Police agencies do maintain the most important aspects of public character – they are free from “any personal responsibility or belonging” and routinely employ force. “Qualified immunityinsulates officers from personal liability, and the Supreme Court has ruled that police have no legal responsibility or duty to protect anyone.

And yet so much of what police spend their time doing has less to do with objective public good than using force to uphold community standards. Noisy neighbors, loose dogs, and illicit drug use (to name a few) are issues best resolved by tacit neighborhood agreement and (especially in the case of drug use/addiction) moral encouragement or disapprobation. When actual damages against person or property are committed, it becomes a matter to be solved by an impartial judge.

Spontaneous community response to flooding in Nampa last year

Let us return to the pair of recent events. The “Nickelback” encounter is absurd because police attempted to enforce a community standard against using marijuana. Such community standards can be legitimate, but do not rightly sanction the use of force on behalf of the public. We can imagine a concerned neighbor politely confronting the young men about their suspected activities in the community, but we cannot imagine such a neighbor threatening them at gunpoint without coming to stark conclusions about his sanity and exercise of judgment.

The second story offers a similar lesson. No diligent citizen, investigating a suspicious van on behalf of his community, would be justified in approaching with his weapon drawn, instinctively shooting the moment he was startled. In fact, no person with the sense of belonging and responsibility to his community would even consider behaving in such a way.

What is particularly troubling is our toleration of aggressive police enforcement of community-level issues apart from any community (and often legal) responsibility. The rising outcry against this new norm is almost universally framed in terms of “rights violations,” and such violations abound to be sure. But the deeper problem, as I see it, is that something ostensibly public – policing specifically and the justice system generally – has supplanted the job of communities in numerous ways.

A real correction to abounding police abuse will be possible when individual responsibilities to community – in addition to individual rights – are recovered. In some places, it is already occurring. Dale Brown’s success story in Detroit is well worth a listen, and it confirms what advocates of healthy communities have long argued: It isn’t about money or equipment; it’s about self-sacrifice and devotion to a place you care about.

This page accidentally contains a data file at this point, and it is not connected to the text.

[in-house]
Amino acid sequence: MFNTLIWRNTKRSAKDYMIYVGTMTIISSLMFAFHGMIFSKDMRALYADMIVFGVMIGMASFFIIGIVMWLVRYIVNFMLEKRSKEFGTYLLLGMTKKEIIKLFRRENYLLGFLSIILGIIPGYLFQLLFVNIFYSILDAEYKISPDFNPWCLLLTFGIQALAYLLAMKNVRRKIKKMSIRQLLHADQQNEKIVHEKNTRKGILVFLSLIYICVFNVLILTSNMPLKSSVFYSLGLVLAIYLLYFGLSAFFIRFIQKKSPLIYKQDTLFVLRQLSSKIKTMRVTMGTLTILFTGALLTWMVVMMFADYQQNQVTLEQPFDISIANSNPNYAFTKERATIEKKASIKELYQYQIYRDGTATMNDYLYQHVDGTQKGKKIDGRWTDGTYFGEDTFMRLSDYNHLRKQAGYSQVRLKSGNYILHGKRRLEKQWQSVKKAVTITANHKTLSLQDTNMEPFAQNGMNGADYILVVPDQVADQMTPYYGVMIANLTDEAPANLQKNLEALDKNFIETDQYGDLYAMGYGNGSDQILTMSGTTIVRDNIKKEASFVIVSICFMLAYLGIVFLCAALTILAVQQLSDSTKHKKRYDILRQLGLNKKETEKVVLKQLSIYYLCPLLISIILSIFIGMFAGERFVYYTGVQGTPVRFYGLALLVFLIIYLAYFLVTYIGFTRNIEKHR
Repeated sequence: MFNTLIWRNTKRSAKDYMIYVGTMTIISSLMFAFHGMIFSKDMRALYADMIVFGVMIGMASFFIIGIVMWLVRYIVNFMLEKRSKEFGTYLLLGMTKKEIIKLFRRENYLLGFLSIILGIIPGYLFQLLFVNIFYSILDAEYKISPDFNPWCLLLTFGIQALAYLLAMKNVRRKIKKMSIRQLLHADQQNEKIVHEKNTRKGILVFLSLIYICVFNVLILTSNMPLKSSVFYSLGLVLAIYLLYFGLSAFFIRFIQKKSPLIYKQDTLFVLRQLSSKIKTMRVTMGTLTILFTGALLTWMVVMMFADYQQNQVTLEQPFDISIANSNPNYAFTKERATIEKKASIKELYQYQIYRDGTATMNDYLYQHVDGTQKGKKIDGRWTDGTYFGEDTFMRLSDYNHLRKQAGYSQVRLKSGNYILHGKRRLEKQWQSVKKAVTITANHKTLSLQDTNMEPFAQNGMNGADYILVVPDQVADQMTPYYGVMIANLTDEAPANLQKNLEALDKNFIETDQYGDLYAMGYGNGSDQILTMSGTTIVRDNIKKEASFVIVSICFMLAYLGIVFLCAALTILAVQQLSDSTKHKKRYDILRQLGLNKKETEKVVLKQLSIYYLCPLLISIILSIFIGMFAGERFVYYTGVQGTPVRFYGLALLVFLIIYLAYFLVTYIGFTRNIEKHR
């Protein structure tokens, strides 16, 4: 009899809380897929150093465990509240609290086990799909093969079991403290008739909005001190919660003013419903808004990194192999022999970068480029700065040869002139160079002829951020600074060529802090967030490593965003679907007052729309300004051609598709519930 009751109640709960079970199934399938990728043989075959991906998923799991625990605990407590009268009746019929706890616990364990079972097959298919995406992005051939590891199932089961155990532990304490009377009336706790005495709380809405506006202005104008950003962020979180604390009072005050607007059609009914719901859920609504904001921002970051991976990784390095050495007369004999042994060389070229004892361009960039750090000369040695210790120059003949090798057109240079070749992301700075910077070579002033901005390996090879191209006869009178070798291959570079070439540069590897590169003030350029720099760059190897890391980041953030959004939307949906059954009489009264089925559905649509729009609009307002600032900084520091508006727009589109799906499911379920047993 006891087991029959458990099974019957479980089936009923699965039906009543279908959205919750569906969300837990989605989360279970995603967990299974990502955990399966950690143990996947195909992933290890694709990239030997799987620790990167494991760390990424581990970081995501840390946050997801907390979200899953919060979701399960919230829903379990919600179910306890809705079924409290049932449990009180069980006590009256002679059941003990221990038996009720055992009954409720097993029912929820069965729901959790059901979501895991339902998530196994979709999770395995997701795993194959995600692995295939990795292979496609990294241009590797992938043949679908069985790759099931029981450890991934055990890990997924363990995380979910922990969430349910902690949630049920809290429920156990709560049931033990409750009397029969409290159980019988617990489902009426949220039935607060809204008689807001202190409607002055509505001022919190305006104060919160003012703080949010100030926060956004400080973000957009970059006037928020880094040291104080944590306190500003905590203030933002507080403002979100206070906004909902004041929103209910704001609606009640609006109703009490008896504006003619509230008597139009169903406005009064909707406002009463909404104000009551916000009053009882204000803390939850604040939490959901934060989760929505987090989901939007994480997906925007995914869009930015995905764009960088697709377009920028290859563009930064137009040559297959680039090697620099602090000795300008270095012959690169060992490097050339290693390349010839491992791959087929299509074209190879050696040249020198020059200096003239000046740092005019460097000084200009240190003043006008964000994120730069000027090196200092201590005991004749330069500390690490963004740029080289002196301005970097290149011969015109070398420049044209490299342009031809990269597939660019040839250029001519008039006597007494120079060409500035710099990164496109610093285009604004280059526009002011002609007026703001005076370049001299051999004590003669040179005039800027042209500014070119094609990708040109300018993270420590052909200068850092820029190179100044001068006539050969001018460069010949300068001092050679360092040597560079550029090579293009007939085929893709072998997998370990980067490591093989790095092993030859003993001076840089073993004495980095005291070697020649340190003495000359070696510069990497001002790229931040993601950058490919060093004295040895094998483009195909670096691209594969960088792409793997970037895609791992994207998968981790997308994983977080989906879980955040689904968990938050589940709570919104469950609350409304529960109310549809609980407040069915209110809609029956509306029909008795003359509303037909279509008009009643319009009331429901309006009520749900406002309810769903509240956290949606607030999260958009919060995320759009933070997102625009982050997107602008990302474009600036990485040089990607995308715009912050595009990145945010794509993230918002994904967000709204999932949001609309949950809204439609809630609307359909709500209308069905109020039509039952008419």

You can’t experience that through the public. But you can in a community.

[i] Berry, Wendell. “Sex, Economy, Freedom, and Community” in The Art of the Commonplace, ed. Norman Wirzba. Counterpoint Berkeley, 2002, pg. 161-162.

[ii] Safety, after all, is not a law but a general condition, and so cannot be “enforced.”

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Donald Livingston on the Tom Woods Show

livingston-bannerRecently, Donald Livingston of the Abbeville Institute appeared on the Tom Woods Show to discuss secession and the Southern tradition. You can listen to it here.

Professor Livingston frequently writes and speaks about a topic that is heavily emphasized at The New Polis: the concept of human scale. We believe the political order in the United States (as well as most of the world) exists at a dysfunctionally large scale, where individuals claiming to have political authority over the intimate details of our lives have essentially no accountability to us. Jackson and I have mentioned several examples of how more localized decision making would provide more accountable governance, including the effect the federal government has had on the militarization of the police, the EPA’s lack of understanding of local issues, and how it would be extremely unlikely for Butch Otter to spy on our emails.


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Place and Politics: Idaho’s Spirit of Localism

Tim Woodward

Last year, former Idaho Statesman political writer Dan Popkey demonstrated his willingness to shill for a corrupt sheriff in more than one way. But despite aiding and abetting an illegal release of information for political purposes, Popkey continued to write for the Statesman until very recently. Thus, it was with my faith in the newspaper’s integrity and judgment severely damaged that I recently picked up a book by now-retired Statesman writer Tim Woodward. Like Popkey, Woodward has been formally recognized for his writing achievements; fortunately, that’s where the similarities end. Continue reading

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TNP Podcast 7: Militarization of Police


Floyd Noel joins us in a talk about militarized police departments, their negative effects, and what more humane, local solutions have to offer.

The Salon article mentioned can be found here.

(If you have trouble with the embedded player, click here to download the file.)